Charcoal blast furnace Barbora
Iron ore mining and processing influenced the life of the majority of inhabitants in our region since the oldest times up to the 2nd half of 19th century.
Let´s track the history of simple shafts, where ore was mined, and places of its processing.
Three shafts were located in the cadastre of Ohrazenice with names: „Eisengruber“, „Hanzlikov“ and „Knizeci“. Another shaft, „St. Rudolf“, was situated on the Ostry Hill to the east from Felbabka village. In the cadastre of Rejkovice, there were shafts „St. Peter“ on the western slope of Plesivec Hill and „Velky (Great) Plesivec“ close to the former one. The last three shafts were on the Komorsko Hill, on the southern slope called Pisek. In these shafts the ore of high quality was mined for the longest period. Even in the 50th of 20th century the exploratory mining was carried out there.
Till the early 19th century, the mined ore was processed gradually in six locations: in Velci (below today´s pond), in Cenkov in Bila Hut (White Ironwork). Close to Bila Hut – probably on September 8, 1422 – the armed forces of catholic nobleman Hanus from Kolovrat defeated the Hussite troop from Pribram. Over 30 men were killed and about 130 of them were captured. In memory of this incident a stone with red chalice was erected above the mentioned ironwork.
Another shaft used to be near the Litavka streamlet below the Kopacov pond; another one at the place of later constructed charcoal blast furnace Barbora, last but one at the place of today´s Budil Mill and the last one in Rejkovice at the place of today´s railway station. Close to these primitive furnaces, called „dymacky“ (“fumers”), where moulds of raw iron were smelted from iron ore, charcoal and limestone, the hammers - large, water-propelled - were located in which malleable iron was gained by forging.
In 1805, Rudolf Count Vrbna bought the Jince manor and started construction of a real charcoal blast furnace. The foundation stone was laid with great glory on June 10, 1805. All celebrities of the manor were presented. Above all, the important officers of ironwork headed by Komarov and Jince “shiftmaster” Pavel Fiedler, mining surveyor Ferdinand Leonhard, other Jince officers – director Dominik Goerber, accountant Vaclav Podesek, controller Vaclav Jetel and administrator Michal Patsch. One of the most important celebrities was BARBORA, the wife of the director of Vrbna´s ironworks Vaclav of Resenbaum and the blast furnace was named after her. A box containing Austrian coins was placed below the foundation stone, with a commemorative file with following text:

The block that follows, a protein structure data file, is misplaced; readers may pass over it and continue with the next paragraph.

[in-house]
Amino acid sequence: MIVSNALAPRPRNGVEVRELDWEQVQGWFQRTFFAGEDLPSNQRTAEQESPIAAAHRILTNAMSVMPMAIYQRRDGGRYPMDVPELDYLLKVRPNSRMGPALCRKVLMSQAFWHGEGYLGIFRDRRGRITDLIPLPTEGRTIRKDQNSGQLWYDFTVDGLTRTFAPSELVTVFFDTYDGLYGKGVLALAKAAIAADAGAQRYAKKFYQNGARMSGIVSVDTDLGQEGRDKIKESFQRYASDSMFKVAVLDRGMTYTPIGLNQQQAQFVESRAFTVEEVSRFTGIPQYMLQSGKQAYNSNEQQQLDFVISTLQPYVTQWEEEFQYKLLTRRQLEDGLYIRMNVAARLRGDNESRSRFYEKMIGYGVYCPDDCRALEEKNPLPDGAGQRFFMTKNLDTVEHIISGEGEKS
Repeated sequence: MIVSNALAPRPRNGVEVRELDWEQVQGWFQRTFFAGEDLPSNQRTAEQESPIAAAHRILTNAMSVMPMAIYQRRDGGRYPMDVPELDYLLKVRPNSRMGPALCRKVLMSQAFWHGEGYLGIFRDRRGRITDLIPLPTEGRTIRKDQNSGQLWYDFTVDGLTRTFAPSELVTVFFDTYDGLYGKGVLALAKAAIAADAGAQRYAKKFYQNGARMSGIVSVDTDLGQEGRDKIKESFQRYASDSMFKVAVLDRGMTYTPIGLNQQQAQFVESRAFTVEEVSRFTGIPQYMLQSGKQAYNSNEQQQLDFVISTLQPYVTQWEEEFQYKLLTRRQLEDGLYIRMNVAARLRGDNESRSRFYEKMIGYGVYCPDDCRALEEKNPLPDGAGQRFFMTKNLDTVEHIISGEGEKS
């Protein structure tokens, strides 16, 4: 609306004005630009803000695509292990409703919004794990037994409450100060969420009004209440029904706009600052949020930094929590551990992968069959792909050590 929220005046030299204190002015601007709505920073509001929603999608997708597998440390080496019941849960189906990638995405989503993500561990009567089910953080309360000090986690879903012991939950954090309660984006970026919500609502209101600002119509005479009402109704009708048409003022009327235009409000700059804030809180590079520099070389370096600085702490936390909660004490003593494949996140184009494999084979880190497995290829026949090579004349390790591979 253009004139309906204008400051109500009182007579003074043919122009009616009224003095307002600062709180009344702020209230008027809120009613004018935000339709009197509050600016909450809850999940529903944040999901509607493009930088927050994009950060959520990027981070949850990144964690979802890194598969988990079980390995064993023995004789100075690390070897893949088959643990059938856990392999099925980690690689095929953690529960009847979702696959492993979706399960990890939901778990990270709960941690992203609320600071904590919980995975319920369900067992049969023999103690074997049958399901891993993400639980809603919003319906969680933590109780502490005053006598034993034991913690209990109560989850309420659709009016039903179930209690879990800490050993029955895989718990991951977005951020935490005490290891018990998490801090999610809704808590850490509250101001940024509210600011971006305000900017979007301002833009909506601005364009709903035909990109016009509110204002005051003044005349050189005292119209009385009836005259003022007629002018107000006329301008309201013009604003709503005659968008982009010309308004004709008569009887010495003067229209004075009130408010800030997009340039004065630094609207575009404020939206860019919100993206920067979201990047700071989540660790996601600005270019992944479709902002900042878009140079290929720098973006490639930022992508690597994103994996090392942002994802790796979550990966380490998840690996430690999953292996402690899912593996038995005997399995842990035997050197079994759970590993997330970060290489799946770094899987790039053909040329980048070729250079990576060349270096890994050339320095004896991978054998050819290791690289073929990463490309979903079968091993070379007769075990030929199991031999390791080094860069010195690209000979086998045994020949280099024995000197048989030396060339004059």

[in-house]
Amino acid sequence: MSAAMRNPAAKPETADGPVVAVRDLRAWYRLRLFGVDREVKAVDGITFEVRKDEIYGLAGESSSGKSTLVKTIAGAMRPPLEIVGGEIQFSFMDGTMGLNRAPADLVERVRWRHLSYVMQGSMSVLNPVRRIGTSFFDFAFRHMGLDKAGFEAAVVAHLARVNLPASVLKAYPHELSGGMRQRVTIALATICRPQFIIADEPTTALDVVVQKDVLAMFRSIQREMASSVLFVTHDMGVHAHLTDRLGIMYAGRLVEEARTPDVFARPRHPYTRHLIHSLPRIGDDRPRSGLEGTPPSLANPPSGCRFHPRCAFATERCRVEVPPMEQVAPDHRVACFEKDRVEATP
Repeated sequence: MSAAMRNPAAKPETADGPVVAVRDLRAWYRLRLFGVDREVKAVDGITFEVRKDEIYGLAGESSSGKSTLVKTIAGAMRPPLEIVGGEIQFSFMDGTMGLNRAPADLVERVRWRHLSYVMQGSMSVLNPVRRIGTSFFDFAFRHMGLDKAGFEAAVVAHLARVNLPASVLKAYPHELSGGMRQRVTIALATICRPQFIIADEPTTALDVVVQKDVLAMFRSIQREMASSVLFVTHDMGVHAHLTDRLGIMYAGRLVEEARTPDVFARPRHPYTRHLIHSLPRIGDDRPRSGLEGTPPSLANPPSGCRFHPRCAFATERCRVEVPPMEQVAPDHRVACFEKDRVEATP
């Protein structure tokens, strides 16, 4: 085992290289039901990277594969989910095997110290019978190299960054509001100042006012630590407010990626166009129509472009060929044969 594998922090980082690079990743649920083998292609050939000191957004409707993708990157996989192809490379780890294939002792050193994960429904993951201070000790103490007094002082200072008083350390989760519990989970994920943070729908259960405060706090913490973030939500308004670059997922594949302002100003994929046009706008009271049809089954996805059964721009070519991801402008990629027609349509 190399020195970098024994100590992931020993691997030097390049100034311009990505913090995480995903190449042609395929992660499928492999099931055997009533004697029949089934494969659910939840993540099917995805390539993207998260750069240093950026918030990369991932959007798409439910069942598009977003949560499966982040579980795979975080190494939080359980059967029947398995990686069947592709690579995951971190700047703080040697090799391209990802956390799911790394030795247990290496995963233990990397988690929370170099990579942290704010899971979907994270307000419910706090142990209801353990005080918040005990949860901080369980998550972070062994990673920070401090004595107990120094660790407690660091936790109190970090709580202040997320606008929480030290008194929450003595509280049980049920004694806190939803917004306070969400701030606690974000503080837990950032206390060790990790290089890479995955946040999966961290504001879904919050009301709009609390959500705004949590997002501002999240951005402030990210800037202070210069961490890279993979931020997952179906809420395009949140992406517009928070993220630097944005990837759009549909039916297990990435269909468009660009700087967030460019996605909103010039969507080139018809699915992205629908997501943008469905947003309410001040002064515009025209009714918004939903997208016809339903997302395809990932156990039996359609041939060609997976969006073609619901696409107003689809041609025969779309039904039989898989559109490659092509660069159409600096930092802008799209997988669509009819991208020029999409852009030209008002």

„His Excellency Rudolf, the empire Count Vrbna of Freudenthal, the lord and owner of manor Horovice, Komarov and Valdek bought the major estates Jince and Bezdedice in 1804 from Frantisek Adam Count Wratislav of Mitrovice and decided at the end of 1804, when he saw the newly bought manor for the first time, to build a new blast furnace on the so-called Pfasten-Teich, to the general and his own benefit.“
Afterwards, church ceremonies were carried out, in particular, the foundation stone was blessed by the Jince pastor.
The blast furnace Barbora had been built for almost five years. At the same time, other facilities, in particular a foundry, but also a wire mill etc. were being built from the ground. Access driveways were built, the pond dam was reinforced and, above all, the race way was built to propel blowers and other machinery necessary for the blast furnace operation. (That is why the pond up to that time called „Pustni“ started to be called „Pecovak“ = “Blast furnace pond”.) The total costs of these large construction works exceeded 30 thousand in gold.
At the same time, the Count implemented extensive home production of many different types of nails, so called “cvocky” (that is why Jince has also crossed nails in its coat of arms). These small home workshops were called “vertaty”.
At that time, the road started to be built to ensure the import of raw materials into Barbora.
For its advanced construction, the blast furnace in Jince belonged to the best ones in the whole Habsburg monarchy, with many innovations, that were spread out to other blast furnaces. It belonged to the complex of well-known Komarov ironworks, operated in river basin of Cerveny streamlet in Horovice manor.
In Barbora, one part of molten iron was forged, the second part was used for production of pipes, candlesticks, various machine and commercial castings, cast-iron pipes, cannonballs and massive cast-iron dishes.
The building of the blast furnace with the foundry is a brick and stone one of the square plan, divided into 9 squares , the centre of which creates the body of blast furnace. At the rear part, there is a tower for transport of raw material into the furnace. Blowers and their water-wheel drives were situated in adjacent squares. The main working spaces for tapping the raw iron and foundry were located in the front part of the building. From the original buildings, still is preserved a small ground house with hip roof that served for the administration .
The blast furnace was retained in operation until 1874 when, as other feudal charcoal ironworks, succumbed to a competition with modern metallurgy based on the coking coal.
In 1886, a saw mill was set up in the back wing, at first with the water wheel drive, which was in operation till 1951 when the buildings became a part of the Jinec State Farm which used them as a storage spaces. Since 1973 they have not been used at all. The furnace dilapidated till 1989 when it was acquired by the private owners.
Up to now it is a technical monument of the European importance.
At the end of 2017, the Municipal Council of Jince decided to buy Barbora. The idea is that after a demanding reconstruction, a multifunctional space came into existence with a museum of nail production, trilobite’s exposition and exposition of violist Josef Slavik.
Překlad do AJ: Ing. Hana Kratochvílová